Wednesday, March 23, 2016

Life's Paths

As a teen, if anyone had told me that I would one day write for teens, I would have laughed and thought them naive. As a small child I would write and illustrate stories in a notebook, and perhaps I fantasized about becoming a writer, but I mostly recall wanting to be a teacher.

I hear that a lot of kids say they want to be a teacher, and it's not surprising. Most young children don't know many professions, but they interact with teachers every day. As a child I recall playing school and forcing my siblings to be my students. My Barbie dolls were teachers by trade, and I had a classroom play set for them. I also had a collection of notebooks that I pretended were grade books, and I practiced my teacher voice often. Even though I didn't have a Latina teacher until sixth grade, it seemed entirely possible that I could be a teacher. It did not seem so for becoming an author.

I went to a tiny private school with only 5 classrooms for kindergarten through eighth grade, and each teacher taught two grade levels in one classroom, so I got the same teacher for two years. I lucked out in third and forth grade. My teacher for those two years made me feel loved and cared for as a student. Her enthusiasm and energy cemented my love of learning. Her classroom was bright and colorful. I looked forward to being there every day. She gave us weekly progress reports so we always knew where we stood. Although we had lots of homework and tests, she handed back graded work in a timely fashion, which had to be a lot of work keeping up with assignments from two grades at once. She was kind and understanding, even though she must have felt out of her element teaching at a predominantly Latino and black inner-city school her first years out of a mostly white college. Also, she was the first Canadian I had ever met, and I was always amazed at how "American" she was.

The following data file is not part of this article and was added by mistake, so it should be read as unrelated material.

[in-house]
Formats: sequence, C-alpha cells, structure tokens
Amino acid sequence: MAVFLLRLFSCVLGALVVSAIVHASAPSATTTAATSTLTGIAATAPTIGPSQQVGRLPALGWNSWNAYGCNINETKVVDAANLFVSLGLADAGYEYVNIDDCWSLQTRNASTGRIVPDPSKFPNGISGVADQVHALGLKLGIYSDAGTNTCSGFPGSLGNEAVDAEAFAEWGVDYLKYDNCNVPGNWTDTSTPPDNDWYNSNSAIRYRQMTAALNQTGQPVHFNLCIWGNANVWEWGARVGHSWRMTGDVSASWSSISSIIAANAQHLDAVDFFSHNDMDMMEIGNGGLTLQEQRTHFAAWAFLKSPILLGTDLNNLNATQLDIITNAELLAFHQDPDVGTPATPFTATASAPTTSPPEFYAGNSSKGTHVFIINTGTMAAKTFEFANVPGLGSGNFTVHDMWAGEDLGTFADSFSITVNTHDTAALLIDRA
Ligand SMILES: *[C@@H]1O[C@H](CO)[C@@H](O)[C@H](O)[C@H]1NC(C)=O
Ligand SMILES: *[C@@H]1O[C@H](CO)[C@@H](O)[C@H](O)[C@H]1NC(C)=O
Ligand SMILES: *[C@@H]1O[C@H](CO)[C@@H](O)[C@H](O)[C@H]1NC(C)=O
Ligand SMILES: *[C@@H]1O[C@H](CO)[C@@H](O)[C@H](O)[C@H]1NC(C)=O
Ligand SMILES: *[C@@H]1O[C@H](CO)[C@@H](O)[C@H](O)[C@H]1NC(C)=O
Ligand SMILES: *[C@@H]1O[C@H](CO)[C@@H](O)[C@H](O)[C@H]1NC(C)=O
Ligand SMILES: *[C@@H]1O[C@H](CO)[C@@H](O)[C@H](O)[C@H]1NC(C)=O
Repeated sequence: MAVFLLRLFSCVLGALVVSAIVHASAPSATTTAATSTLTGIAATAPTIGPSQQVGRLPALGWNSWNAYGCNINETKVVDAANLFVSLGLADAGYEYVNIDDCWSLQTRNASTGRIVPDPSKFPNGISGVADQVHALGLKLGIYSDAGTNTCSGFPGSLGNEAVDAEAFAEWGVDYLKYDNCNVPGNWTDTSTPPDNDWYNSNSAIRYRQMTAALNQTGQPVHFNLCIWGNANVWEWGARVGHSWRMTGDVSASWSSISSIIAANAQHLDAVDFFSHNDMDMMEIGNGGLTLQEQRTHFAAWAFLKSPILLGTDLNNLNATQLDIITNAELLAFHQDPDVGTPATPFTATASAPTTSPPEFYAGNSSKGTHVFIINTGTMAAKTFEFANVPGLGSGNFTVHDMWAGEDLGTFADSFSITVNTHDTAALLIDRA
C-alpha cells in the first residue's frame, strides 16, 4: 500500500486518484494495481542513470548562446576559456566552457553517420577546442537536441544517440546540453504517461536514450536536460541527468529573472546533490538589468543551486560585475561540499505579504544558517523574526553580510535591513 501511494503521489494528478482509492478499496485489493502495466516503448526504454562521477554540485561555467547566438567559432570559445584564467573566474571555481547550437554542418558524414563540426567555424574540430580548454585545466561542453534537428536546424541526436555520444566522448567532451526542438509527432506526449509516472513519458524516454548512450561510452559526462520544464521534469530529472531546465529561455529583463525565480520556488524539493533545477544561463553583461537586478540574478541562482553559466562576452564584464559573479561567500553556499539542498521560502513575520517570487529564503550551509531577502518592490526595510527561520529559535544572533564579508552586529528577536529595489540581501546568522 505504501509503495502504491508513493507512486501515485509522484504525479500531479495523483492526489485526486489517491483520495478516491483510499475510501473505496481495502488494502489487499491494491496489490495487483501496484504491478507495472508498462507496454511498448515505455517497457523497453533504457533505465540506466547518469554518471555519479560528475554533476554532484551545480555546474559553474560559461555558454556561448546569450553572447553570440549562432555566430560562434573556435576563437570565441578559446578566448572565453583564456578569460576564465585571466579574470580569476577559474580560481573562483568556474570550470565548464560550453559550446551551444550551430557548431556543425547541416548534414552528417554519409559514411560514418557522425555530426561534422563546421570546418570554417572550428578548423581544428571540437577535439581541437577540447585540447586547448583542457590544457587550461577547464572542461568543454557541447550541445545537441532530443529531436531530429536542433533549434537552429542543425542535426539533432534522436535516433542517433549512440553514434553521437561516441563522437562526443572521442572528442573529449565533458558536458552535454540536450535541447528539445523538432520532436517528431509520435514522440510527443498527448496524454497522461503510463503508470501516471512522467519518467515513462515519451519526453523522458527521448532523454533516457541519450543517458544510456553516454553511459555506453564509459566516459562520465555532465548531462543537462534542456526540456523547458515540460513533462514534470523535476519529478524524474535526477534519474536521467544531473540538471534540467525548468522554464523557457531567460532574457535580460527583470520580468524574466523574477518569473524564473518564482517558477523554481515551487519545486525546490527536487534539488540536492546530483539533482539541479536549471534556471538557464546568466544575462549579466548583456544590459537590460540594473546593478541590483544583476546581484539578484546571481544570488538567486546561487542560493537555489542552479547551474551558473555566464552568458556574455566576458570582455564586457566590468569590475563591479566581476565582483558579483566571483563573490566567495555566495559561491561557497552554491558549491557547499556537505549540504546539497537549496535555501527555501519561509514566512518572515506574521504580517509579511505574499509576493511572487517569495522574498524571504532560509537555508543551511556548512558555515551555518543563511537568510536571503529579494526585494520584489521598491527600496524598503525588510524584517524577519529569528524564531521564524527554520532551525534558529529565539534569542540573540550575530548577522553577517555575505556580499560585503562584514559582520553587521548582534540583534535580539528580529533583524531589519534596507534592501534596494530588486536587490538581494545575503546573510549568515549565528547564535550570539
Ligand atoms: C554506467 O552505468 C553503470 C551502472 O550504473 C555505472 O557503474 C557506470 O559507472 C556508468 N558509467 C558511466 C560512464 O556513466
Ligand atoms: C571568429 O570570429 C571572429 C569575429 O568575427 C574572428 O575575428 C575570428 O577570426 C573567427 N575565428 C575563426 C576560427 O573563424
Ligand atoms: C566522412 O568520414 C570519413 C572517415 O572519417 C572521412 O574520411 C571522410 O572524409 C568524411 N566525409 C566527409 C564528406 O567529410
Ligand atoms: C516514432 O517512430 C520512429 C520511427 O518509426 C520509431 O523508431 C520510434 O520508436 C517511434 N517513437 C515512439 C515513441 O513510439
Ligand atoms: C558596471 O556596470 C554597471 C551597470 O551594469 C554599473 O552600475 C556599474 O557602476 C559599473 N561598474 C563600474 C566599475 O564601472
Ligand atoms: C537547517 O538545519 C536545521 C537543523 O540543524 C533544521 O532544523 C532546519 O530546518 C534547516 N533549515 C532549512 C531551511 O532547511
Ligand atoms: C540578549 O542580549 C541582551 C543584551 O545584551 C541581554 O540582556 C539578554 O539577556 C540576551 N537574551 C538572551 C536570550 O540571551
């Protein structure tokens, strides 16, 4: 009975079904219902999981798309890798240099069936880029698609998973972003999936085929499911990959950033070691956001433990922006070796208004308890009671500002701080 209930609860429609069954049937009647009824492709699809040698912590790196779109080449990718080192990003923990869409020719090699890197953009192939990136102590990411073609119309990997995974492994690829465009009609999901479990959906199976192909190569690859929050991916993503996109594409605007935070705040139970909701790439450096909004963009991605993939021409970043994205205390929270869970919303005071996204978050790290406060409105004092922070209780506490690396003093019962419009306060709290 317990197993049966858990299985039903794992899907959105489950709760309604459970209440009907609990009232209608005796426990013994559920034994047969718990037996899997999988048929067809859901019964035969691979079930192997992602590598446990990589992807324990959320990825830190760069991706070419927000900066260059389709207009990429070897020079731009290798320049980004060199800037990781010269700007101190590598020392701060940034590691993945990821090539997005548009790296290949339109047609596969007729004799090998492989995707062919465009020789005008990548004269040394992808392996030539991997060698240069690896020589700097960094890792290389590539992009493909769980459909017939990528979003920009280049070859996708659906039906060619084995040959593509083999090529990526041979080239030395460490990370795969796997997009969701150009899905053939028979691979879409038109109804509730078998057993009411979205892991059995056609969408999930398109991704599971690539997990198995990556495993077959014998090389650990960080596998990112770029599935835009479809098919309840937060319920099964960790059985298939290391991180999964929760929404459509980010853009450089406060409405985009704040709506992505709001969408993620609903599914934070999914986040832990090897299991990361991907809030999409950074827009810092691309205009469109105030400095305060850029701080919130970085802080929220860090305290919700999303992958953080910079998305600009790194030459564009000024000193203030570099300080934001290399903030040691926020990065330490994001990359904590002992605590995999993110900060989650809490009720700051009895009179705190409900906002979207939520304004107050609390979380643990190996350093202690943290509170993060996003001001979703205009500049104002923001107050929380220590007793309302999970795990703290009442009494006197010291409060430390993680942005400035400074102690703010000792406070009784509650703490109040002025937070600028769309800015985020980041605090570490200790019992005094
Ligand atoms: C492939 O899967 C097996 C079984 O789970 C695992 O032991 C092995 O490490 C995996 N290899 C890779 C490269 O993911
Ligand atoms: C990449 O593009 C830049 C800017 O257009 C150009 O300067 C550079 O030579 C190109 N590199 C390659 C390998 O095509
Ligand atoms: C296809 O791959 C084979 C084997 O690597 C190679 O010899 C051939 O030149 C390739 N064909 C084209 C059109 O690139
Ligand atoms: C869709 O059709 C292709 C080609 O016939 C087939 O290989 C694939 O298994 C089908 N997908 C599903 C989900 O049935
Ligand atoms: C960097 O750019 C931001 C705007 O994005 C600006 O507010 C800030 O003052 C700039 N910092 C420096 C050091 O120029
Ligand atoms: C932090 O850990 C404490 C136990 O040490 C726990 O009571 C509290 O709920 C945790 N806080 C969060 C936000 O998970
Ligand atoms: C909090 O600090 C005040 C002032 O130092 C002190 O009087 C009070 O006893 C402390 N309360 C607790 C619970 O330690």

With an example like that, never in a million years would I have imagined myself getting a degree in marketing and entering Corporate America. To have lasted ten years was quite a feat. When I think about the days of wanting to emulate my teachers, it isn't all that surprising that I eventually gravitated towards non-profit work. It allows me to mirror their willingness to help that was so impressionable, and fulfills me more than contributing to the bottom line ever did.